Study Room Rug,Boho Living Room Rug 6' 4'' x 4' 1' Dining Room Rug,Hand Made Low Pile Kitchen Carpet,Rare Office Rug,Unique Bedroom Rug604

Study Room Rug,Boho Living Room Rug 6' 4'' x 4' 1' Dining Room Rug,Hand Made Low Pile Kitchen Carpet,Rare Office Rug,Unique Bedroom Rug604,Room Rug 6' 4'' x 4' 1' Dining Room Rug,Hand Made Low Pile Kitchen Carpet,Rare Office Rug,Unique Bedroom Rug604 Study Room Rug,Boho Living,Pale Floral Vintage Area Rug,Boho Living Room Rug 6 4 x 4 1 Dining Room Rug,Hand Knotted Low Pile Kitchen Carpet,Rare Office Rug 604 I belive that every rug has it’s own story , 100 % Hand Made Turkish wool Unique rug , Discover the timeless beauties of vintage runner rugs with their,Get cheap goods online,New fashion new quality,Boutique department store online purchase! Pile Kitchen Carpet,Rare Office Rug,Unique Bedroom Rug604 Study Room Rug,Boho Living Room Rug 6' 4'' x 4' 1' Dining Room Rug,Hand Made Low malaysia-escort.com.

Study Room Rug,Boho Living Room Rug 6' 4'' x 4' 1' Dining Room Rug,Hand Made Low Pile Kitchen Carpet,Rare Office Rug,Unique Bedroom Rug604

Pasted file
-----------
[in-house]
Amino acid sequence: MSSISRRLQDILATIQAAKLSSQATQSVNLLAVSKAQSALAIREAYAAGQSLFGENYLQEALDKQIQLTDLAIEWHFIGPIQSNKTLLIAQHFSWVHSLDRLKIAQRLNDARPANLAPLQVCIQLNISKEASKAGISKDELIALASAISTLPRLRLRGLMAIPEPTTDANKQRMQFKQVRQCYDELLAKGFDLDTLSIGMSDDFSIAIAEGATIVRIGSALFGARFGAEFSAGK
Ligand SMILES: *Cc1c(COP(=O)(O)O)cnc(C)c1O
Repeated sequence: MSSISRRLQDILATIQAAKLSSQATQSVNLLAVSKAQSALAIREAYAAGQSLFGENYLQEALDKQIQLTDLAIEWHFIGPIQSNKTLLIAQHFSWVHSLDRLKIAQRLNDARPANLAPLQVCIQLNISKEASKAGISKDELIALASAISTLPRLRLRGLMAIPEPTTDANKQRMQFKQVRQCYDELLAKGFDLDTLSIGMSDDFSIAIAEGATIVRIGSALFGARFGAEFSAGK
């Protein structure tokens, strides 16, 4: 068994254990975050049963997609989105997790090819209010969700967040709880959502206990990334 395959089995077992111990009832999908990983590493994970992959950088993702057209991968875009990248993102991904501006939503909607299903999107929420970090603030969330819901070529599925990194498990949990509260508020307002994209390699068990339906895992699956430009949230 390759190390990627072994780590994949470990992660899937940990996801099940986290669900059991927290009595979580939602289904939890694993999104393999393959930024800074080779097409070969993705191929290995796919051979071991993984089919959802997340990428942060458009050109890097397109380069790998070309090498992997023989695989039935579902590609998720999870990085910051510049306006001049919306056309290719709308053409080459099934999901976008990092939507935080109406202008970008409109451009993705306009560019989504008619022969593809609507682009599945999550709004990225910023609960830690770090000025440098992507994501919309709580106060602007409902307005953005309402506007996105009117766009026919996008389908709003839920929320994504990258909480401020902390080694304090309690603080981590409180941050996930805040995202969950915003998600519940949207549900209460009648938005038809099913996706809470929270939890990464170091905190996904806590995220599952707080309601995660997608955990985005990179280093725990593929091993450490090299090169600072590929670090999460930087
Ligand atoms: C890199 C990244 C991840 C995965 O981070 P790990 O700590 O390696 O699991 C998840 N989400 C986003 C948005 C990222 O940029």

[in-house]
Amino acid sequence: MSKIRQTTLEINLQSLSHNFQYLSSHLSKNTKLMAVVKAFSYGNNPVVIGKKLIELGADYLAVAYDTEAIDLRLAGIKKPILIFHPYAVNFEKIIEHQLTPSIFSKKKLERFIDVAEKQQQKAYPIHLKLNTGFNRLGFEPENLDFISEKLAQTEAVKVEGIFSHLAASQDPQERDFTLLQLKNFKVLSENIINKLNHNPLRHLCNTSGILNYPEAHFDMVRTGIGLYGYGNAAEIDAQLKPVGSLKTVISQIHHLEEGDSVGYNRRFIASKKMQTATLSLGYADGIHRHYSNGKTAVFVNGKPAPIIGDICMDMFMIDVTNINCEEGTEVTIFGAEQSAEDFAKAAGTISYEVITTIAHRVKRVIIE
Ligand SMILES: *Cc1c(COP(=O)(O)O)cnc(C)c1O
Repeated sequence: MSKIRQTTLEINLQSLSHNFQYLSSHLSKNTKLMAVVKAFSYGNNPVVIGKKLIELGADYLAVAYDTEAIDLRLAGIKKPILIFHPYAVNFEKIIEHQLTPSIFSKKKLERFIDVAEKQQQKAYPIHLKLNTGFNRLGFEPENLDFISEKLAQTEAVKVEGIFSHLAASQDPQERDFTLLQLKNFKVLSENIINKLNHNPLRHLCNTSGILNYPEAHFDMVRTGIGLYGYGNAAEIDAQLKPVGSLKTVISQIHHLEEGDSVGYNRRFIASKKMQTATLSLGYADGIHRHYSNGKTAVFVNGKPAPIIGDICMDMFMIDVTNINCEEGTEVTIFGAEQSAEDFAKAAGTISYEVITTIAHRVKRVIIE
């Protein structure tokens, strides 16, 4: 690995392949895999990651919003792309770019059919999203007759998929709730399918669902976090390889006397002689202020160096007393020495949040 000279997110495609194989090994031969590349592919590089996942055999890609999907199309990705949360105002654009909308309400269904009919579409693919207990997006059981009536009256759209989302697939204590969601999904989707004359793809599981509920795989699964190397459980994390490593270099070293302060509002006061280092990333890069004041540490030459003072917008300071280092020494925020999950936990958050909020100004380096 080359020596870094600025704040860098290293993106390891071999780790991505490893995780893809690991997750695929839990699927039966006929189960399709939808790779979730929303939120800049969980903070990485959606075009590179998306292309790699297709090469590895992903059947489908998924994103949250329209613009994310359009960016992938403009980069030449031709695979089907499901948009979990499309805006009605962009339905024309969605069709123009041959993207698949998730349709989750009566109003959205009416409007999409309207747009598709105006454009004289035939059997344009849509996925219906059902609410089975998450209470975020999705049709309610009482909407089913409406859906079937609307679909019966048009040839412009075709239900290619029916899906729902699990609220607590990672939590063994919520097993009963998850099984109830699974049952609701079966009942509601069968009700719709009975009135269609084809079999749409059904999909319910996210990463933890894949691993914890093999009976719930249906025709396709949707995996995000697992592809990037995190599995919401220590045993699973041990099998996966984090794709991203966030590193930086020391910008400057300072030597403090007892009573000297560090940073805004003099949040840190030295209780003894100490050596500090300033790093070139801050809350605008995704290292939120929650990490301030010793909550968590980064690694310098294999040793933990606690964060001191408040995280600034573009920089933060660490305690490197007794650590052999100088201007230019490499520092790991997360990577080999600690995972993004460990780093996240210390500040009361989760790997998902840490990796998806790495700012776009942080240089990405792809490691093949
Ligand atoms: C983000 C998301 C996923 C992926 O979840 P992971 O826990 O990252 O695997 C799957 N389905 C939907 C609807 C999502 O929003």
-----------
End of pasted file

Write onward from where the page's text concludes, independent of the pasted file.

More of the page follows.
Study Room Rug,Boho Living Room Rug 6/' 4/'/' x  4/' 1/' Dining Room Rug,Hand Made Low Pile Kitchen Carpet,Rare Office Rug,Unique Bedroom Rug604
Study Room Rug,Boho Living Room Rug 6/' 4/'/' x  4/' 1/' Dining Room Rug,Hand Made Low Pile Kitchen Carpet,Rare Office Rug,Unique Bedroom Rug604
Study Room Rug,Boho Living Room Rug 6/' 4/'/' x  4/' 1/' Dining Room Rug,Hand Made Low Pile Kitchen Carpet,Rare Office Rug,Unique Bedroom Rug604
Study Room Rug,Boho Living Room Rug 6/' 4/'/' x  4/' 1/' Dining Room Rug,Hand Made Low Pile Kitchen Carpet,Rare Office Rug,Unique Bedroom Rug604
Study Room Rug,Boho Living Room Rug 6/' 4/'/' x  4/' 1/' Dining Room Rug,Hand Made Low Pile Kitchen Carpet,Rare Office Rug,Unique Bedroom Rug604
Study Room Rug,Boho Living Room Rug 6/' 4/'/' x  4/' 1/' Dining Room Rug,Hand Made Low Pile Kitchen Carpet,Rare Office Rug,Unique Bedroom Rug604
Study Room Rug,Boho Living Room Rug 6/' 4/'/' x  4/' 1/' Dining Room Rug,Hand Made Low Pile Kitchen Carpet,Rare Office Rug,Unique Bedroom Rug604
Study Room Rug,Boho Living Room Rug 6/' 4/'/' x  4/' 1/' Dining Room Rug,Hand Made Low Pile Kitchen Carpet,Rare Office Rug,Unique Bedroom Rug604




Study Room Rug,Boho Living Room Rug 6' 4'' x 4' 1' Dining Room Rug,Hand Made Low Pile Kitchen Carpet,Rare Office Rug,Unique Bedroom Rug604